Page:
“Just two months ago, they received all kinds of praise for their quick way of adapting the factories to make masks and how important it was to do American manufacturing during that time,” Mr. Snow said. “Suddenly, these workers don’t matter anymore.”
Mr. Snow said the company appeared open, though did not commit, to a proposal that would make computers available in the factory for workers, almost all of whom are immigrants, to “sign up for unemployment and navigate the state work force system,” he said.
A company representative declined to comment on the specifics on the dispute.
Brooks Brothers said in its Wednesday email that it expected to complete the sale “within the next few months,” and noted that it was “critical that any potential buyer aligns with our core values, culture and ambitions.” Otherwise, said Robert Burke, the founder of an eponymous consultancy, “this signifies the possible end of the first American brand specialized in men’s clothing.”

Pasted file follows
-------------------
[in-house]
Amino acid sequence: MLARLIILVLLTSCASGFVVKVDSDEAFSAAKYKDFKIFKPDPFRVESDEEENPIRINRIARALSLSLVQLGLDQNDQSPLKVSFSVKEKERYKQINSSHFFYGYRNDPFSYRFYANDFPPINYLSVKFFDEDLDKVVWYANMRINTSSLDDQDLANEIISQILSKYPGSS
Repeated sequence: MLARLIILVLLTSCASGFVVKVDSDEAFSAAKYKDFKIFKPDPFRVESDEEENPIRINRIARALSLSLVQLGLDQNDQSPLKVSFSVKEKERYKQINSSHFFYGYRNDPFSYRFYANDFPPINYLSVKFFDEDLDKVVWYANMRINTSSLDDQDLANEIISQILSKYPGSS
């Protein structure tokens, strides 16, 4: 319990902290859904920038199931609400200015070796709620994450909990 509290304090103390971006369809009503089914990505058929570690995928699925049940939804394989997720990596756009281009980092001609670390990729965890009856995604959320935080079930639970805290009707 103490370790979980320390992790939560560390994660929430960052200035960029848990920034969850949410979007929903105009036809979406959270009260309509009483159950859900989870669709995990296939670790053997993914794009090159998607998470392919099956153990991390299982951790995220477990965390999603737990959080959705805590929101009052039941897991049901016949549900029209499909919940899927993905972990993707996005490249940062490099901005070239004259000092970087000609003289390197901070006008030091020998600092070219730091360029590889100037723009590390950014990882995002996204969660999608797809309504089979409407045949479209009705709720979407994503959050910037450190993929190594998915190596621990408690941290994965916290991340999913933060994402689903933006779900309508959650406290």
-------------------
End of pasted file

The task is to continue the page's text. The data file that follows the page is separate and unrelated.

The company said it had secured $75 million in financing to help support it until it found a buyer. Names that have been discussed as potential buyers include the private equity firm Solitaire Partners, whose chairman, David Jackson, was briefly a contender to buy Barneys.
“The most important thing for a buyer would be having the capability to elevate the brand and reinvent the brands image for the future,” Mr. Burke said. “A big risk would be if the brand just competes on price or becomes a discount or outlet brand, which would be a real shame to see.”